The left-leaning academic will nod at the Guardian but shake their head a bit at the slight hint of middle-class fear in the text. They will agree with the inequality thesis. Social exclusion fosters criminality. What is required are resources to ensure ‘inclusion’ policies are implemented. You know just the right person to do that…
The touchy-feely left-wing Social Worker who happens to pick up the Guardian that day (the stuff of right-wing and Daily Mail nightmares) begins to think of the possible reasons for the older lad’s actions. Maybe he is upset about his parents split; he has lived with domestic violence; he has in fact been the victim of parental abuse; he has a substance misuse problem; he is ‘socially disadvantaged’ (poor, foreign) and socially excluded (poor, foreign, with English as a second language, without friends, suffers a possible illness). Perhaps the younger boy offered provocation. Perhaps this was a case of misunderstanding exacerbated by a language barrier. Perhaps he has an anger management problem. Perhaps he needs a befriender. The younger lad has supportive parents by the sound of the report so no worrying over him.
So, whose moral universe is the ‘correct’ one? Which (of the crude examples) do you find yourself preferring?
Does it change your own assessment of the bare facts to hear the following additional material:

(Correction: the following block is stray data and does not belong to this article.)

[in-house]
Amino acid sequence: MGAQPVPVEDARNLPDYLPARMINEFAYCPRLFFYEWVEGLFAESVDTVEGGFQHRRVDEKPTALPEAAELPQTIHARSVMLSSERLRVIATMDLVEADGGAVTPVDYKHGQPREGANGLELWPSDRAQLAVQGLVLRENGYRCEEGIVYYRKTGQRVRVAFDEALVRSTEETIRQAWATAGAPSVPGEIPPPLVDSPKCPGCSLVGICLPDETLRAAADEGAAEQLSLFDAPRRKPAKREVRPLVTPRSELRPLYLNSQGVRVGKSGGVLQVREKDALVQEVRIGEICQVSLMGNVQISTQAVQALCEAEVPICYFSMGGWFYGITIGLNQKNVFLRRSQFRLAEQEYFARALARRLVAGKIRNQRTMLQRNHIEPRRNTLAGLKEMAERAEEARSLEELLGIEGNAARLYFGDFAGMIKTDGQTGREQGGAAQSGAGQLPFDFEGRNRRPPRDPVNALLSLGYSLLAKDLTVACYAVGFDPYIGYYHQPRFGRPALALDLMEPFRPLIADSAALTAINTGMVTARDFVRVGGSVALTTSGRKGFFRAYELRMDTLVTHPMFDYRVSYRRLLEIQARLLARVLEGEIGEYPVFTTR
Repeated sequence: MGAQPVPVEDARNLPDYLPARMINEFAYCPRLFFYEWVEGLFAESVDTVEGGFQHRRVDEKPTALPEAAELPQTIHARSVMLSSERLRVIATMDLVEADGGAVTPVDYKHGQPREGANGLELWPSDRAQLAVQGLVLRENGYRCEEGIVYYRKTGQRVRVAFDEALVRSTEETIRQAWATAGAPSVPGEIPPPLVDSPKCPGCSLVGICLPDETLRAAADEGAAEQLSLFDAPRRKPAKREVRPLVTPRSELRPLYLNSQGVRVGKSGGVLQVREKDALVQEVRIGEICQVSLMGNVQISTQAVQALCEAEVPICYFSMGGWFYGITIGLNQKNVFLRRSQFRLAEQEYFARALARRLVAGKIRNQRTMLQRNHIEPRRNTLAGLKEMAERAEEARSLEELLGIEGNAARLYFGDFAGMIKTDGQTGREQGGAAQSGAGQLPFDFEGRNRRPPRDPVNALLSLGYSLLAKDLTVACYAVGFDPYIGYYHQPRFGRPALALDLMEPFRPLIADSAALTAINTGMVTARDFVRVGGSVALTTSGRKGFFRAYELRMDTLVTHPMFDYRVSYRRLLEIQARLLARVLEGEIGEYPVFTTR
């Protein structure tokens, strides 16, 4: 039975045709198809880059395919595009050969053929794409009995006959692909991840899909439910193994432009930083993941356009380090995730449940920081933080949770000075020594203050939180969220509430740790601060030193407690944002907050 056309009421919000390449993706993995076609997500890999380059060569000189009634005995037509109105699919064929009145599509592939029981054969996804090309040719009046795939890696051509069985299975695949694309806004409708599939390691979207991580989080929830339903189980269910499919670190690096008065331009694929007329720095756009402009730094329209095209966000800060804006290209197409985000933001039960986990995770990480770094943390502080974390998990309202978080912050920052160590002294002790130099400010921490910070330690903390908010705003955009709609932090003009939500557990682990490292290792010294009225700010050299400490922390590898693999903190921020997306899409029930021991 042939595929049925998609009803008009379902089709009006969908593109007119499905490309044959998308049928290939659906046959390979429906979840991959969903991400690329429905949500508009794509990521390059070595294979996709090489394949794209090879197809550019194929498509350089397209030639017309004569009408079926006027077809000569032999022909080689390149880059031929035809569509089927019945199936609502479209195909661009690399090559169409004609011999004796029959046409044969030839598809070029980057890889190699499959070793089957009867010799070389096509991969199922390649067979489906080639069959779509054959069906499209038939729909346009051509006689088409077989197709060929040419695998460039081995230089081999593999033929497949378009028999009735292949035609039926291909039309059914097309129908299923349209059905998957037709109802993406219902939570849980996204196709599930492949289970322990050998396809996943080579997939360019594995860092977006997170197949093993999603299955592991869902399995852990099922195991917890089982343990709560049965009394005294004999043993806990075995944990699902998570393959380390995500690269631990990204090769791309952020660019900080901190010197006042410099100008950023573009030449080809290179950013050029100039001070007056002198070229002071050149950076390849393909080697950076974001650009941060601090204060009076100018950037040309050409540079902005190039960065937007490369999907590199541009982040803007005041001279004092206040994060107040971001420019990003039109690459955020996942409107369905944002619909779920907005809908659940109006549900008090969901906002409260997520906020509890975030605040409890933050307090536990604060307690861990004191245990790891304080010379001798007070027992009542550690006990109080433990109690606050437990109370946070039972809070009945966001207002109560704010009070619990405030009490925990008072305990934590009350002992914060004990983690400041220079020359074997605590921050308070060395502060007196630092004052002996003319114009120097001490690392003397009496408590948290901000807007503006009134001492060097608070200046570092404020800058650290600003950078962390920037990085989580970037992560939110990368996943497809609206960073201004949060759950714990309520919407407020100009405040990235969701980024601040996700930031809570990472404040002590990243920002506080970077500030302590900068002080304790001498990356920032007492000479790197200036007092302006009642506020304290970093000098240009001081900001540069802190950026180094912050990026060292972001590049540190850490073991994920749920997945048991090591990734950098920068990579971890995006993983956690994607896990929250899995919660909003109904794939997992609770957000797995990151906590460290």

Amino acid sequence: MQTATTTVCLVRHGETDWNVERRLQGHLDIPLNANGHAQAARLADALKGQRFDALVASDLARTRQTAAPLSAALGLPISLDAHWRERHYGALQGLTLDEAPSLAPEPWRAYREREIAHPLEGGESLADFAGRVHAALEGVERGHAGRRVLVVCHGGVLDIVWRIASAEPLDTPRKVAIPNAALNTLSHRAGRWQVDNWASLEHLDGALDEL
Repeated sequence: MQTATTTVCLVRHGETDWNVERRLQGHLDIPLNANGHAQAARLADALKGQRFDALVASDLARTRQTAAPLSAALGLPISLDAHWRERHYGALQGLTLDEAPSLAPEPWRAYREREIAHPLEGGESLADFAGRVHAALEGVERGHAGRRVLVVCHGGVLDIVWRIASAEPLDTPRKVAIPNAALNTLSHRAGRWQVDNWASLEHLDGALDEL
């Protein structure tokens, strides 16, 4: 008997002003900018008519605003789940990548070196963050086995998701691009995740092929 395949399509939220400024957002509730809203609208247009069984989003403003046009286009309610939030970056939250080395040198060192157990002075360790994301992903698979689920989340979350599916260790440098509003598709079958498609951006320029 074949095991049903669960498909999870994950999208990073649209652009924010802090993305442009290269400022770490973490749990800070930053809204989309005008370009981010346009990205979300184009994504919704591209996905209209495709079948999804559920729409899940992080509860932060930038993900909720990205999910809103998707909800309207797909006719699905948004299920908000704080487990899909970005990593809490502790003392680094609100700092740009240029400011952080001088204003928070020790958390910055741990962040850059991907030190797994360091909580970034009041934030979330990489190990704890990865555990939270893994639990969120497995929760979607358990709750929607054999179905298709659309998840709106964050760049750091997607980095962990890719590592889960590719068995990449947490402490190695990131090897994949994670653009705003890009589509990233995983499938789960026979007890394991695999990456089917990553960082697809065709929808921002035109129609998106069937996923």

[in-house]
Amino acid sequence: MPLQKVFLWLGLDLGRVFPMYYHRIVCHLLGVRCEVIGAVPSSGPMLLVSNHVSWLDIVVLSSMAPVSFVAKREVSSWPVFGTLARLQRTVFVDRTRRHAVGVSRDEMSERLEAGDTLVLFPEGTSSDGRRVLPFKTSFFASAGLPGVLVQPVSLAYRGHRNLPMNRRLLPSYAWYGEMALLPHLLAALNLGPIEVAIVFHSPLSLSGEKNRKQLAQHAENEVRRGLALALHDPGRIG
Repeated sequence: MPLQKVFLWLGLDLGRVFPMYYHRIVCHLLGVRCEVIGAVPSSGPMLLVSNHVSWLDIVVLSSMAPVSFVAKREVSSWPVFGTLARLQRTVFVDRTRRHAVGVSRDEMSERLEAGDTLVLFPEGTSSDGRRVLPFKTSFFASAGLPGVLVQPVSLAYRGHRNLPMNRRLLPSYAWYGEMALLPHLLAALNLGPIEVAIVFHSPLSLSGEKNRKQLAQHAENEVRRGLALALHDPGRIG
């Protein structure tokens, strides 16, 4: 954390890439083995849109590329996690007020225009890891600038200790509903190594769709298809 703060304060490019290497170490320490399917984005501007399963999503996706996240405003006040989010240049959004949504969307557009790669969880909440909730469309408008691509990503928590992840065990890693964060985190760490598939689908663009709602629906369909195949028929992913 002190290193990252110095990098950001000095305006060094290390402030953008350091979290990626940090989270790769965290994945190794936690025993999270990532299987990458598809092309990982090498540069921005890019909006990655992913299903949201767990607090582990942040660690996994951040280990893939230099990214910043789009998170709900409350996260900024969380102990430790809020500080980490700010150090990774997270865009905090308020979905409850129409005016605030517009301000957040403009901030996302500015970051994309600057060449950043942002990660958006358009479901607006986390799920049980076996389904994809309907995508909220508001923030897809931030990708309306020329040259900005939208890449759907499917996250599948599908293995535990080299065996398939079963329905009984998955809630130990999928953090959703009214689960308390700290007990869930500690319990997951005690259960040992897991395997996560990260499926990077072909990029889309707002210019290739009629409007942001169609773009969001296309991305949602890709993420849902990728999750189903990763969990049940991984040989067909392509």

– the older boy has Aspergers
Or the following:
– the younger boy taunted the older boy
Or the following:
– that the younger boy’s mother is regularly beaten by his father and has been throughout the 20 plus years of their marriage. Divorce is out of the question for religious reasons.
How would those facts change the reactions of the cyphers above?
Would charge or prosecution of the older boy serve the public interest? Was the younger boy in need of protection?
I read a report yesterday – in the tabloid my Dad buys ‘because it’s cheap’- and got to thinking. What had the Reporter deliberately chosen to emphasise because it made good copy – or perhaps more significantly – it mirrored and amplified the political leanings of the newspaper and its readers?
I also remembered the volume of cases referred to me in my last job. The child offenders whose offending went hand in glove (without any exception I ever experienced during the near decade I was performing the assessment tasks) with their family circumstances; their poverty and insecurity; their exposure to domestic violence or to physical, sexual or emotional abuse; their low educational attainment or truancy; their poor housing or parental addiction problems… The decision I had to make was a) was there sufficient evidence to substantiate the offence ground or some other care ground and b) whether or not those child offenders required compulsory measures of supervision.
The system in Scotland – the Children’s Hearing System – is based upon a holistic assessment of child need. The Kilbrandon Report established the principle that a child offender was as much in need of care as a child who was offended against – and in fact the two very often went hand in glove.
I don’t condone criminality. I understand that many people survive abuse or deprivations and yet remain law abiding. However a quick look at the Prison statistics will reveal disproportionate numbers of prisoners with mental health problems; with looked after and accommodated backgrounds; with chaotic early lives.
What judicial punishment will succeed where the lifetime of punishments and suffering have failed?